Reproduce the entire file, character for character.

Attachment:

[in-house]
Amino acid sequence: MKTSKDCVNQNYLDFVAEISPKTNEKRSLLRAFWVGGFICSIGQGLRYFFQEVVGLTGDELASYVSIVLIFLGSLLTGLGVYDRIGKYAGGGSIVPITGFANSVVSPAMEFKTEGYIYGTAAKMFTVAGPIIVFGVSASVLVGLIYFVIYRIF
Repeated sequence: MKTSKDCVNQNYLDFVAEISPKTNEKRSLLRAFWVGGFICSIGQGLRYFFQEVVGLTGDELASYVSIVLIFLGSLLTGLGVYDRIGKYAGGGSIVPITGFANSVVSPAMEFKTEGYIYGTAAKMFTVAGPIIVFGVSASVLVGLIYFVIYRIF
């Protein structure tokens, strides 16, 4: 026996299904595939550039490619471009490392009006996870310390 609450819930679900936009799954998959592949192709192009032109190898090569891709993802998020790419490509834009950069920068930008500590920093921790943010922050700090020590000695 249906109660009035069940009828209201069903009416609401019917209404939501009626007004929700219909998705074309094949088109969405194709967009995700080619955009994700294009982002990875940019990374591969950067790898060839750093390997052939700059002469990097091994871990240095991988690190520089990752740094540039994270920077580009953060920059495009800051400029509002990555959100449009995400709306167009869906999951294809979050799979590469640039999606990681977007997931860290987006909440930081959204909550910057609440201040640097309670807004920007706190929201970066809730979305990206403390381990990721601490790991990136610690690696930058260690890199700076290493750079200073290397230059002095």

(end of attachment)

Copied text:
[in-house]
Amino acid sequence: MKTSKDCVNQNYLDFVAEISPKTNEKRSLLRAFWVGGFICSIGQGLRYFFQEVVGLTGDELASYVSIVLIFLGSLLTGLGVYDRIGKYAGGGSIVPITGFANSVVSPAMEFKTEGYIYGTAAKMFTVAGPIIVFGVSASVLVGLIYFVIYRIF
Repeated sequence: MKTSKDCVNQNYLDFVAEISPKTNEKRSLLRAFWVGGFICSIGQGLRYFFQEVVGLTGDELASYVSIVLIFLGSLLTGLGVYDRIGKYAGGGSIVPITGFANSVVSPAMEFKTEGYIYGTAAKMFTVAGPIIVFGVSASVLVGLIYFVIYRIF
């Protein structure tokens, strides 16, 4: 026996299904595939550039490619471009490392009006996870310390 609450819930679900936009799954998959592949192709192009032109190898090569891709993802998020790419490509834009950069920068930008500590920093921790943010922050700090020590000695 249906109660009035069940009828209201069903009416609401019917209404939501009626007004929700219909998705074309094949088109969405194709967009995700080619955009994700294009982002990875940019990374591969950067790898060839750093390997052939700059002469990097091994871990240095991988690190520089990752740094540039994270920077580009953060920059495009800051400029509002990555959100449009995400709306167009869906999951294809979050799979590469640039999606990681977007997931860290987006909440930081959204909550910057609440201040640097309670807004920007706190929201970066809730979305990206403390381990990721601490790991990136610690690696930058260690890199700076290493750079200073290397230059002095």